Hollingsworth's bail was set at $25,000.
At around 5:30 p.m. Hollingsworth left jail with his wife and friends, but made no comment.
In court a prosecutor told the judge, that Hollingsworth whipped the horse when it slowed and it was injured from an ill-fitting saddle and running miles on concrete.
The prosecutor told the court the horse was extremely dehydrated, overheated, suffered cuts and sores and is now in critical condition.
The horse can never be ridden again and may be euthanized, the prosecutor said.
Hollingsworth is facing several charges including reckless conduct, disobeying a police officer and trespassing on the expressway, obstruction of traffic by a person, pedestrian on a controlled access highway and operating a non-highway vehicle on a highway. The Cook County State's Attorney's Office approved one additional felony count of aggravated animal cruelty Tuesday evening.
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The public defender noted Hollingsworth's work as an activist, but the judge said treatment of the horse has nothing to do with protest.
Hollingsworth is expected to appear again in court on Sept. 30.
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His sister said he remains in jail Tuesday, and the family is still waiting for details from authorities.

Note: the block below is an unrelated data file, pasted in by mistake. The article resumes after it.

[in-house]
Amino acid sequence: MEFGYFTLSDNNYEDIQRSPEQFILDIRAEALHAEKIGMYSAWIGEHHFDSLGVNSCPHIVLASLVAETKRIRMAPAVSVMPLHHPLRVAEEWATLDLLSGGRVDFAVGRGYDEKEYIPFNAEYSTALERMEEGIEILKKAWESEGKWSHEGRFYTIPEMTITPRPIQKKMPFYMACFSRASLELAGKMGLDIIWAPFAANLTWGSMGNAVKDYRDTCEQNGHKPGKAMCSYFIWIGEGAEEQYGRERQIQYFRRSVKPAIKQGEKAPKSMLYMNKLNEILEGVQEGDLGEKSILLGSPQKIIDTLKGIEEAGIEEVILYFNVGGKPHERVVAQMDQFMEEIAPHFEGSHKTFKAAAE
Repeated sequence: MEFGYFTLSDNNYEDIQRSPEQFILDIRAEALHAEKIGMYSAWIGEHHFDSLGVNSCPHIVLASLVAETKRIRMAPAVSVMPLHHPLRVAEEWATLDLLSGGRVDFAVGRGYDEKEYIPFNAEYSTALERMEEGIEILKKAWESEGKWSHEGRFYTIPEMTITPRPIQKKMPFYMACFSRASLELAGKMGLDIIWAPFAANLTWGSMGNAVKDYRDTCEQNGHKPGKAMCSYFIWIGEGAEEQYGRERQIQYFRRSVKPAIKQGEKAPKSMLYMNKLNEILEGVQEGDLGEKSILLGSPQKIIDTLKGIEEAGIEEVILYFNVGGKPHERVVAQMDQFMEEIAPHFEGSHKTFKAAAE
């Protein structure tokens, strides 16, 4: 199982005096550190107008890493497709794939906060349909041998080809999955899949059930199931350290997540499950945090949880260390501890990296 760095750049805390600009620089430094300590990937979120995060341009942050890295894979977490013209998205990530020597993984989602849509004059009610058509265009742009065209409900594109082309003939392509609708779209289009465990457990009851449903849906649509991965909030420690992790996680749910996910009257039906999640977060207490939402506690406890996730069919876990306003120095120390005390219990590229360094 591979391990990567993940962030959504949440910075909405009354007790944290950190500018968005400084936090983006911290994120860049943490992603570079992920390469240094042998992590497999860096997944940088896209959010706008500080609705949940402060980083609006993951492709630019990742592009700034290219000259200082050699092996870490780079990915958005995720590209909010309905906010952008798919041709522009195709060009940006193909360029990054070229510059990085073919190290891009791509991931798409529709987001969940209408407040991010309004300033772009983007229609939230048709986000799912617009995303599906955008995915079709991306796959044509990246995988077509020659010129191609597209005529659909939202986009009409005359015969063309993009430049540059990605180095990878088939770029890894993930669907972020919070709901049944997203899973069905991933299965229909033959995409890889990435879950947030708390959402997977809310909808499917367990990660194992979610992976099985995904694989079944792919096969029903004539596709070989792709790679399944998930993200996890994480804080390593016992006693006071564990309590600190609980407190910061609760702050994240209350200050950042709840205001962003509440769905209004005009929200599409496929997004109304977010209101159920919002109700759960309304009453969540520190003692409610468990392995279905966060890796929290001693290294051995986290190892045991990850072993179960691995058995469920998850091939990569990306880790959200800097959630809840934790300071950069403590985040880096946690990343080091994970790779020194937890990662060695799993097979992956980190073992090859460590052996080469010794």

"He wasn't disturbing the peace. He wasn't hurting nobody," Lateshia Hollingsworth said. "It's very frustrating to even walk into a Chicago police station and they just have this nasty attitude and you're just trying to find information on your brother."
The calls started coming in just before 4:30 p.m. Monday. Hollingsworth was going live on social media with a message.
"Kids lives matter. Until kids lives matter, until we understand kids lives matter, nothing else matter," he said on Facebook Live.
In another post earlier on his Facebook page he wrote, "we focus on kids lives matter this gone keep happening" and told his followers he was going live at 4 p.m., saying, "y'all don't wanna miss this I promise."
Hollingsworth and his supporters said the ride was meant to get the public and politicians' attention to children's needs in the city. They say funding for children's programs, especially in low-income areas, is far from adequate and there is also not enough investment in those communities.